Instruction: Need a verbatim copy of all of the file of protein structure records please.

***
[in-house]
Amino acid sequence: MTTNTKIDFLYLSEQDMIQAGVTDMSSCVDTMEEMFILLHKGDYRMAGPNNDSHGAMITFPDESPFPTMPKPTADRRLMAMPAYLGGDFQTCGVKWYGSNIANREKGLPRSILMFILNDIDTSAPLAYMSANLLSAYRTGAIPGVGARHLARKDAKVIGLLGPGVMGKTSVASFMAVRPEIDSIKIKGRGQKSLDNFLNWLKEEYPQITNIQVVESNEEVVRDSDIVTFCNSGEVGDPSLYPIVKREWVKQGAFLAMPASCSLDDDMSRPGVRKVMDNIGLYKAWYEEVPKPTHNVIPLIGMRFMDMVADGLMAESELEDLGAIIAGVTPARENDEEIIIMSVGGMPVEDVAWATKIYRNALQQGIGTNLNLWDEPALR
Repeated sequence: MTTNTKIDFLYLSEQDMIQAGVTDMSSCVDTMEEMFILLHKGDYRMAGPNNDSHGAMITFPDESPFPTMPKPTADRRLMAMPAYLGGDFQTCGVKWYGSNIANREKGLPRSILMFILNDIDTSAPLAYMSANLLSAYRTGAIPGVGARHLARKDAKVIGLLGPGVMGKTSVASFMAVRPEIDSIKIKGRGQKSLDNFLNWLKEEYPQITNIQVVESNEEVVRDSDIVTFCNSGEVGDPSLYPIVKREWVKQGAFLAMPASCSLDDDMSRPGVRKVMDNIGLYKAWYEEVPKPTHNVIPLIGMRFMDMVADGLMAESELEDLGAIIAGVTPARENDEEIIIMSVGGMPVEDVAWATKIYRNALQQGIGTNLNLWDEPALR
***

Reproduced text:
[in-house]
Amino acid sequence: MTTNTKIDFLYLSEQDMIQAGVTDMSSCVDTMEEMFILLHKGDYRMAGPNNDSHGAMITFPDESPFPTMPKPTADRRLMAMPAYLGGDFQTCGVKWYGSNIANREKGLPRSILMFILNDIDTSAPLAYMSANLLSAYRTGAIPGVGARHLARKDAKVIGLLGPGVMGKTSVASFMAVRPEIDSIKIKGRGQKSLDNFLNWLKEEYPQITNIQVVESNEEVVRDSDIVTFCNSGEVGDPSLYPIVKREWVKQGAFLAMPASCSLDDDMSRPGVRKVMDNIGLYKAWYEEVPKPTHNVIPLIGMRFMDMVADGLMAESELEDLGAIIAGVTPARENDEEIIIMSVGGMPVEDVAWATKIYRNALQQGIGTNLNLWDEPALR
Repeated sequence: MTTNTKIDFLYLSEQDMIQAGVTDMSSCVDTMEEMFILLHKGDYRMAGPNNDSHGAMITFPDESPFPTMPKPTADRRLMAMPAYLGGDFQTCGVKWYGSNIANREKGLPRSILMFILNDIDTSAPLAYMSANLLSAYRTGAIPGVGARHLARKDAKVIGLLGPGVMGKTSVASFMAVRPEIDSIKIKGRGQKSLDNFLNWLKEEYPQITNIQVVESNEEVVRDSDIVTFCNSGEVGDPSLYPIVKREWVKQGAFLAMPASCSLDDDMSRPGVRKVMDNIGLYKAWYEEVPKPTHNVIPLIGMRFMDMVADGLMAESELEDLGAIIAGVTPARENDEEIIIMSVGGMPVEDVAWATKIYRNALQQGIGTNLNLWDEPALR